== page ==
Gigwise presents some freaky record sleeves that will play tricks with your eyes!
Prepare to have your head warped with some damn freaky album covers, kick-starting with Animal Collective's upcoming record...
Animal Collective: Merriweather Post Pavilion (2008) - The inspiration for this gallery, avant-garde indie types Animal Collective have served up a head fuck of an album cover with this. Brilliant.
Santana: 'Santana' (1969) - The guitar legend's debut album at first simply looks like the head of a lion. Study it more and it reveals a boy and a further four human heads.
Traffic: 'The Low Spark Of High Heeled Boys' (1971) The rockers have utilised one of the simplest, but most effective optical illusions of all time. Which side is the front of the cuboid?
Def Leppard: 'Retro Active' (1993) Designed by Nels Israelson and Hugh Syne, the big question is whether its a woman at a dressing table or a skull? Or both? The pair took inspiration from Charles Allan Gilbert's 1892 sketch 'All Is Vanity'.
Soulwax: 'Any Minute Now' (2004) Close up, this Trevor Jackson design simply looks like white dots on a black mesh. Draw away from it, however, and it cleverly reveals the album title and band name.
Soulwax: 'Nite Versions' (2005) The Belgian's remix album a year later incorporated the same idea, but with a different pattern.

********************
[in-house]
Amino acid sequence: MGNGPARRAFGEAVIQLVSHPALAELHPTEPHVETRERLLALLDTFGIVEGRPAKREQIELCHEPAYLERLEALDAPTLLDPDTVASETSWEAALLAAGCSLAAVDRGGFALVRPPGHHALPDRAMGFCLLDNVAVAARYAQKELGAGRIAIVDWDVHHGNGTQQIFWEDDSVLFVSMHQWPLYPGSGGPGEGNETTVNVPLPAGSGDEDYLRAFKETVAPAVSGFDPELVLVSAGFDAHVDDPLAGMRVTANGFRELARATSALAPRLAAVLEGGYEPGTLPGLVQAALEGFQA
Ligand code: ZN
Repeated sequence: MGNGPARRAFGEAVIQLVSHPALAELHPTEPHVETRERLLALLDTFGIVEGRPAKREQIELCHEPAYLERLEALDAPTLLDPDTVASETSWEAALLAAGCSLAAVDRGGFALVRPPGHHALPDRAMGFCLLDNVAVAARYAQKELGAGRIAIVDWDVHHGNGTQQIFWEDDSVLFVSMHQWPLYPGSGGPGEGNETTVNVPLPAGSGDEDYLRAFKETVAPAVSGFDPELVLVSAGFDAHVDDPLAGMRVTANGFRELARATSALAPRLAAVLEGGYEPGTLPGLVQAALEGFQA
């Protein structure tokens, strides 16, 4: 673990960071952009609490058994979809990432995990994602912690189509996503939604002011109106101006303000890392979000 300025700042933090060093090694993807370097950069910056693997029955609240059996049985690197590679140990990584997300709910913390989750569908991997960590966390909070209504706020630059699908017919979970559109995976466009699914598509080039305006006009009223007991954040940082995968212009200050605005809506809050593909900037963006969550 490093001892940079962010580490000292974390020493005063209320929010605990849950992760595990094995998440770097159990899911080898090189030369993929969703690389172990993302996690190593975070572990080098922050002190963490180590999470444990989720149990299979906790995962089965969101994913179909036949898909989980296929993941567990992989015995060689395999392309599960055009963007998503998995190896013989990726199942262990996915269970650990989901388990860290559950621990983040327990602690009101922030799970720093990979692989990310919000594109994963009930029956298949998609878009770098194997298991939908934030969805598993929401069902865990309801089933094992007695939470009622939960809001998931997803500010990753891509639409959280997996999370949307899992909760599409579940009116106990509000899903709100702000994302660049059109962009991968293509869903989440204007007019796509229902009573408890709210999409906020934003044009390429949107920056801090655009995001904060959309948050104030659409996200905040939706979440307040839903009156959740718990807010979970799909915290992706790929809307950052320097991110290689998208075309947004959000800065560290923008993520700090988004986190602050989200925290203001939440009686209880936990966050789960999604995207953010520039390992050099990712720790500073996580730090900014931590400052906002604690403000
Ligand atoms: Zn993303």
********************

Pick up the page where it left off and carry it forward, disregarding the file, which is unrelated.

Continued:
Styx: 'The Grand Illusion' (1977) The Chicago rockers decided to play on the eyes of the public with this release from over three decades. The figure on a horse defies the perceived space between the trees.
Spiritualized: 'Let It Come Down' (2001) - What looks like a 3D image of a girls face, is actually far from it. The album box is actually a concave carving, but the girls face jumps out at you and moves. Better seen in the flesh, it's a phenomenal design.
Andrew Gold: 'What's Wrong With This Picture?' (1976) The solo artist claims that there are a massive 32 things wrong with this picture â%u20AC%u201C we challenge you to spot them all!
Time Requiem: 'Optical Illusion' (2006) Seemingly in a bid to support their album title, the Swedish progressive metal band have included four classic optical illusions on their album sleeve.
Genesis: The Lamb Lies Down On Broadway (1974) A blatant optical illusion, but this doesn't make 'The Lamb....' any less memorable.
The Heliocentrics: 'Out There' (2007) - Just like Animal Collective, if you stare at this for a while it starts to make your eyes squiffy.
Pink Floyd: 'Ummagumma' (1969) On first impression the sleeve shows a series of mirrors reflecting the same image over and over. However, when you look closer you realise the band members switch positions on each mirror image.